Even living in a modest-sized city, like Whitehorse, residents often give up the closeknit support found in small towns and villages.
But there might be a way to have the best of both worlds.
Some Whitehorse citizens are planning two separate co-housing developments.
Alan Carpenter, a member of the Cohousing Association of Canada, is helping with the planning.
“What’s unique and different about this concept is that the future residents are involved in the planning and the development of these projects,” said Carpenter.
“Everyone has an equal say.”
Carpenter has lived in a British Columbia co-housing neighbourhood, called Windsong, since 1996.
It was one of the first such developments in Canada.
The neighbourhoods usually contain a number of custom-designed individual homes and extensive commons facilities.
These facilities become an extension of the home and allow for a sharing of resources that leads to financial and ecological savings.
The common kitchen allows for community meals and there’s usually a common space to have large celebrations and parties.
A children’s playroom is usually on the top of the residents’ wish list, said Carpenter.
“There are reduced childcare costs because we all take care of the children — they’re all sort of part of the family.”
There could also be an arts and crafts room, shared laundry facilities, a guest room, a woodworking shop and a media room to share cable services and high-speed internet connection.
Some co-housing projects even include swimming pools, playgrounds and gyms.
“And we reduce our travel costs a lot,” said Carpenter.
“Typically the travelling in co-housing is 50 per cent less than other standard developments”
This arises from more opportunities for carpooling and a lot more social connections within the neighbourhood.
You don’t have to travel that far to visit with friends — a lot of your life and fun can happen within the neighbourhood.
The ideal size for one of these projects is about 100 people or 30 homes.
The homes are completely self-contained and designed for privacy and retreat.
All of the homes have their own bathrooms, kitchens and all the amenities that one might need, said Carpenter.
“But you wouldn’t need that guest room, or that family room anymore because of the shared spaces.”
The concept of co-housing began in Denmark in the 1960s.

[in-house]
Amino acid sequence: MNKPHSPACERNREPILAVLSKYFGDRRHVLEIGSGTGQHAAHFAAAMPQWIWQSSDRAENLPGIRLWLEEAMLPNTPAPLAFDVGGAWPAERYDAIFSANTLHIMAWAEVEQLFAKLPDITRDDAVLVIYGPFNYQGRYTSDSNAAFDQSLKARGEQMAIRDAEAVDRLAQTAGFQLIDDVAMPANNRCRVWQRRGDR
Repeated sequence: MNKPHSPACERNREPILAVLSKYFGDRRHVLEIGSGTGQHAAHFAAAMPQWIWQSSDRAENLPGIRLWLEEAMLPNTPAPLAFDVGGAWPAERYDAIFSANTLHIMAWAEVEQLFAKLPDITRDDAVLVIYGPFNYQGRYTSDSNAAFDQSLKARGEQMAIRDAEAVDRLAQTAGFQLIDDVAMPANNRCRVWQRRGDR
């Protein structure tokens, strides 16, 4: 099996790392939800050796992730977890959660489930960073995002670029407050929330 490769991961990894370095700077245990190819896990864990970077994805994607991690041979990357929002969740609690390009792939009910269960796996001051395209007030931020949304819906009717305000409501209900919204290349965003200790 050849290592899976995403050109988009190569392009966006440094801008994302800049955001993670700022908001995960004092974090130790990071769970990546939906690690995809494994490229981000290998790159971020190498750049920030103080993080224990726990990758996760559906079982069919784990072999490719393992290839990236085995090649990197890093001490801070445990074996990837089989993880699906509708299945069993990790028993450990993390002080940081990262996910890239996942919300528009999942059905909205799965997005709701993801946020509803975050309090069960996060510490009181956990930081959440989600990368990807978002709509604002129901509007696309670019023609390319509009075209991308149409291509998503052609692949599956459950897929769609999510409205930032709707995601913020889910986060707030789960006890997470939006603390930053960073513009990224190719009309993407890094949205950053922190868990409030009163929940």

It came to North America in the late 1980s and was restricted mostly to BC and Washington.
“It was hard at the beginning,” said Carpenter.
“But as more people understand it and hear about it, more people want to join in.”
There are hundreds of these developments throughout North America and about nine operating in Canada with another four or five in the process of being created.
Because of the original idea of recreating that small town feel, the developments usually include different housing styles and different sized units.
This allows for a range of ages — from students to families to pensioners.
“We’re trying to create it so that we can have a whole life cycle here,” said Carpenter.
“That way you can be born here and you can go through your whole life here.”
In typical developments people have their privacy, but they don’t have that sense of belonging.
“I think people are missing that sense of community, that sense of connection,” said Carpenter.
“And that’s why people are taking risks to get involved with their own developments to create these projects.”
The projects can be more risky because, essentially, the residents become the developer.
“They have to put up the equity capital to do these developments — which is fairly large,” he said.
“They work with a developer and partner with them but they’re risking with that developer.”
The price tends to be a bit above market if you compare the home to similar sized homes, said Carpenter.
“But if you include the commons spaces, it’s about on par with market values.”
Some developers are getting excited about the concept and are actually moving their development model over to that, he added.
Each group tends to take a green approach with increased insulation, high-energy efficiency furnaces and low-flush toilets to conserve water.
There is also the possibility of using a common boiler and geothermal heating to heat and cool the entire neighbourhood.
Carpenter said he is certain that there’s more than enough enthusiasm to get the plan off the ground in Whitehorse.
At the first information meeting on April 25, more than 60 people came out.
At the meeting, people signed up for three possible types of development — rural, urban and suburban.
Two distinct groups were created as a result.
The Urban Group will be meeting today at the Alpine Bakery at 7:30 p.m.
The Suburban Group will be meeting there tomorrow.
Two public meetings will be held Thursday as well — a gathering at the Fireweed Market around 4 p.m. and then a meeting at 6 p.m. at the Whitehorse Public Library.
A 6 p.m. meeting will be held at the library on Friday as well.
“There aren’t many other places where you’ll find such a high quality of life, living around people that care about each other,” said Carpenter.
“It’s just a phenomenal way to live.”